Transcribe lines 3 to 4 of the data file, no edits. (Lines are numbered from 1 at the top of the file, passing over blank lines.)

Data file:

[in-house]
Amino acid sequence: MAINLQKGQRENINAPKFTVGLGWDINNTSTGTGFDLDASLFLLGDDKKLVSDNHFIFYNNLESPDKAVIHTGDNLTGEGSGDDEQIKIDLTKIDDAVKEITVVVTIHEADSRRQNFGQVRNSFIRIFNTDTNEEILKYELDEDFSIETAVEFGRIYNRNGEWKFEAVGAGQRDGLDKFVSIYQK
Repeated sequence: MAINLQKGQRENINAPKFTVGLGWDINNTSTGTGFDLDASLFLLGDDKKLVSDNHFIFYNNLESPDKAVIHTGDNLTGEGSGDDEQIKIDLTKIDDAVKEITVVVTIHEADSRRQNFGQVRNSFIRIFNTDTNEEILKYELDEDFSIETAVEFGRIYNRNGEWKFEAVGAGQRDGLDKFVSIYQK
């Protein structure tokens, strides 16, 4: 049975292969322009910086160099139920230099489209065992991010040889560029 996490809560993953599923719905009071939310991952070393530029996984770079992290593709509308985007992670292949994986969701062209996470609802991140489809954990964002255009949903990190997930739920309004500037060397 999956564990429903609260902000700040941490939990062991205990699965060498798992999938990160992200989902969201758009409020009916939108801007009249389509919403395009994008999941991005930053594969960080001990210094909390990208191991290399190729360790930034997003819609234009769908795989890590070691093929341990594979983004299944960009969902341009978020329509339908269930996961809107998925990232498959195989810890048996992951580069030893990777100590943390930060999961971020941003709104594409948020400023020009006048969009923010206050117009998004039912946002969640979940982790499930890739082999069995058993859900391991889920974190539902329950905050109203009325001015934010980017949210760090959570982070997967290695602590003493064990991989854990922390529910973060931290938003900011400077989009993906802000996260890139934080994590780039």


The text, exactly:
Repeated sequence: MAINLQKGQRENINAPKFTVGLGWDINNTSTGTGFDLDASLFLLGDDKKLVSDNHFIFYNNLESPDKAVIHTGDNLTGEGSGDDEQIKIDLTKIDDAVKEITVVVTIHEADSRRQNFGQVRNSFIRIFNTDTNEEILKYELDEDFSIETAVEFGRIYNRNGEWKFEAVGAGQRDGLDKFVSIYQK
């Protein structure tokens, strides 16, 4: 049975292969322009910086160099139920230099489209065992991010040889560029 996490809560993953599923719905009071939310991952070393530029996984770079992290593709509308985007992670292949994986969701062209996470609802991140489809954990964002255009949903990190997930739920309004500037060397 999956564990429903609260902000700040941490939990062991205990699965060498798992999938990160992200989902969201758009409020009916939108801007009249389509919403395009994008999941991005930053594969960080001990210094909390990208191991290399190729360790930034997003819609234009769908795989890590070691093929341990594979983004299944960009969902341009978020329509339908269930996961809107998925990232498959195989810890048996992951580069030893990777100590943390930060999961971020941003709104594409948020400023020009006048969009923010206050117009998004039912946002969640979940982790499930890739082999069995058993859900391991889920974190539902329950905050109203009325001015934010980017949210760090959570982070997967290695602590003493064990991989854990922390529910973060931290938003900011400077989009993906802000996260890139934080994590780039």